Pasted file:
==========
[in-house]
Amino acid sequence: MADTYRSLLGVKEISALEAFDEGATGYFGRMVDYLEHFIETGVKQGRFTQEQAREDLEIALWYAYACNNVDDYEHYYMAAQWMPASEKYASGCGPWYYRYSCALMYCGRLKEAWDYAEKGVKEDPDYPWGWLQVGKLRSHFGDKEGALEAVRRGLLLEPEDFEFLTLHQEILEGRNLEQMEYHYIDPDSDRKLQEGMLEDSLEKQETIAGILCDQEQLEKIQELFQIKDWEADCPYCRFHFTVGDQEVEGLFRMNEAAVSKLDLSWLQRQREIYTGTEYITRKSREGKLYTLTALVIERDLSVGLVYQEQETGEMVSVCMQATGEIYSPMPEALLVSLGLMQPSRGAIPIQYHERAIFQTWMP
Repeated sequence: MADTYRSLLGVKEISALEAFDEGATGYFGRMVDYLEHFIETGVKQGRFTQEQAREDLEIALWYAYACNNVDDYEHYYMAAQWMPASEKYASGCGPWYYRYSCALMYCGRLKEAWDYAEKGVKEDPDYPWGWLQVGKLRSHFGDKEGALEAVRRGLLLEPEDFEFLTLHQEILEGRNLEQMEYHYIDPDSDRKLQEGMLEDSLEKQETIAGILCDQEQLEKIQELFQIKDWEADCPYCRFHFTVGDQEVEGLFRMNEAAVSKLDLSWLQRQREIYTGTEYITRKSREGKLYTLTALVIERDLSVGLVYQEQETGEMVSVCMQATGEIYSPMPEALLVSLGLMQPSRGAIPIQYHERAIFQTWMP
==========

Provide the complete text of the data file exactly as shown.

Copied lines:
[in-house]
Amino acid sequence: MADTYRSLLGVKEISALEAFDEGATGYFGRMVDYLEHFIETGVKQGRFTQEQAREDLEIALWYAYACNNVDDYEHYYMAAQWMPASEKYASGCGPWYYRYSCALMYCGRLKEAWDYAEKGVKEDPDYPWGWLQVGKLRSHFGDKEGALEAVRRGLLLEPEDFEFLTLHQEILEGRNLEQMEYHYIDPDSDRKLQEGMLEDSLEKQETIAGILCDQEQLEKIQELFQIKDWEADCPYCRFHFTVGDQEVEGLFRMNEAAVSKLDLSWLQRQREIYTGTEYITRKSREGKLYTLTALVIERDLSVGLVYQEQETGEMVSVCMQATGEIYSPMPEALLVSLGLMQPSRGAIPIQYHERAIFQTWMP
Repeated sequence: MADTYRSLLGVKEISALEAFDEGATGYFGRMVDYLEHFIETGVKQGRFTQEQAREDLEIALWYAYACNNVDDYEHYYMAAQWMPASEKYASGCGPWYYRYSCALMYCGRLKEAWDYAEKGVKEDPDYPWGWLQVGKLRSHFGDKEGALEAVRRGLLLEPEDFEFLTLHQEILEGRNLEQMEYHYIDPDSDRKLQEGMLEDSLEKQETIAGILCDQEQLEKIQELFQIKDWEADCPYCRFHFTVGDQEVEGLFRMNEAAVSKLDLSWLQRQREIYTGTEYITRKSREGKLYTLTALVIERDLSVGLVYQEQETGEMVSVCMQATGEIYSPMPEALLVSLGLMQPSRGAIPIQYHERAIFQTWMP